Intermittent fasting is not a fad diet. There, I wrote it. Intermittent fasting (IF) is eating for a limited amount of time. Good metabolic results can be achieved with the guidance of a clinical dietitian. The fad shift to dieting began when inadequate and inadequate “research” began to emerge, primarily regarding surprising results such as weight loss. Celebrities started to endorse the ‘diet’ and it was a hit. Then came the effect on diabetes. Again, ill-structured studies claimed a “reversal” of diabetes, which became a demand from patients/clients.
Healthcare has started to seriously consider this. Since 2016, there have been several excellent clinical studies, including randomized controlled trials and meta-analyses of human subjects on IF. Before wrapping up this conversation, let me describe the metabolic parameters that are central to diabetes treatment.
The goals of diabetes management are to:
- Achieving and maintaining good glycemic control
- Managing and Reducing Diabetes Symptoms
- Management of comorbidities such as obesity, blood pressure and cholesterol levels
- Prevention of neurological, cardiovascular and renal function
- Infectious disease prevention
Achieving these goals requires following a holistic lifestyle, including a healthy diet, adequate physical activity, medication (if needed), and timely check-ups.
Also read: Intermittent fasting can cause weight loss to plateau after a while – don’t make these 5 diet mistakes
IF is a program that can be tracked in many ways.
- With a 5:2 fast, you eat normally for 5 days and only eat 25% to 30% of your caloric intake for 2 days.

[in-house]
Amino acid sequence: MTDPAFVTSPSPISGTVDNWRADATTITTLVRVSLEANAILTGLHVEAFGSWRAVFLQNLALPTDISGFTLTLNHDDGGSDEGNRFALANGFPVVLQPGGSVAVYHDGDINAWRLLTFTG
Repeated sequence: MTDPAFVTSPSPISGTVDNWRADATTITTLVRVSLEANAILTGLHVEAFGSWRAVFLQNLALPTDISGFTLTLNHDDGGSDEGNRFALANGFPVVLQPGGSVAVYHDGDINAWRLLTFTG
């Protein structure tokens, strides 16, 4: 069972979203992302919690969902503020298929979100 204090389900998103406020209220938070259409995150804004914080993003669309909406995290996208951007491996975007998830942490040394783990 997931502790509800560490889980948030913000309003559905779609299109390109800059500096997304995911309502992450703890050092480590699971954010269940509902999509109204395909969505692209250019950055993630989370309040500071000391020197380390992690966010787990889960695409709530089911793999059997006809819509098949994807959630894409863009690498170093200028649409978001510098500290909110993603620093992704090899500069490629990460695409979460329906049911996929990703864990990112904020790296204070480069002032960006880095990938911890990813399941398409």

- 8:16 fast 8 hour eating window and 16 hour fasting.
- 10:14 is a 10 hour eating window and a 14 hour fast.
All of these methods have been explored and results mapped in various studies show certain benefits in managing diabetes.
Good to moderate weight loss can be achieved with IF. A 5% to 10% weight loss over a period of time is known to help control blood sugar. The scientific combination of a healthy diet and resistance training can help you lose fat while preserving muscle. Low fat stores in the liver and pancreas improve glucose levels.
Improving insulin sensitivity:
IF works through what is known as metabolic reset. Fasting causes a depletion of carbohydrate stores and the body uses free fatty acids for energy. Ketones are the end products of this metabolic pathway. This process is associated with improved insulin sensitivity, decreased inflammatory response and thus improved glycemic control.
Insulin resistance is often associated with high circulating insulin. This is a common reaction in type II diabetes and prediabetes. Long-term high insulin is closely associated with increased obesity, especially abdominal obesity, type II diabetes, and cardiovascular disease. The science behind IF is a period of fasting that reliably lowers insulin levels in the absence of carbohydrates, leading to fat loss.
Improving Hunger Hormones:
A modest improvement in hunger hormones is seen with IF.Ghrelin, the hunger hormone, increases during fasting and is associated with reduced abdominal fat and improved insulin sensitivity.
Improving Gut Health:
Animal and human studies have shown that fasting improves gut bacteria. An increase in good bacteria is seen in the fasted state. IF is believed to permanently improve beneficial bacterial colonies in the gut.
Looking at these benefits, we can say that IF is ideal for diabetes. However, research to date suggests that not all individuals may be candidates for IF. The exact length of fasting varies from person to person, and sometimes fasting can lead to stress.
To wrap up the conversation, is IF the answer to controlling diabetes? Maybe. Your doctor is your best guide to your treatment protocol.Will IF lead to remission? Again, your doctor should check your overall health parameters before deciding if you are a candidate for remission.
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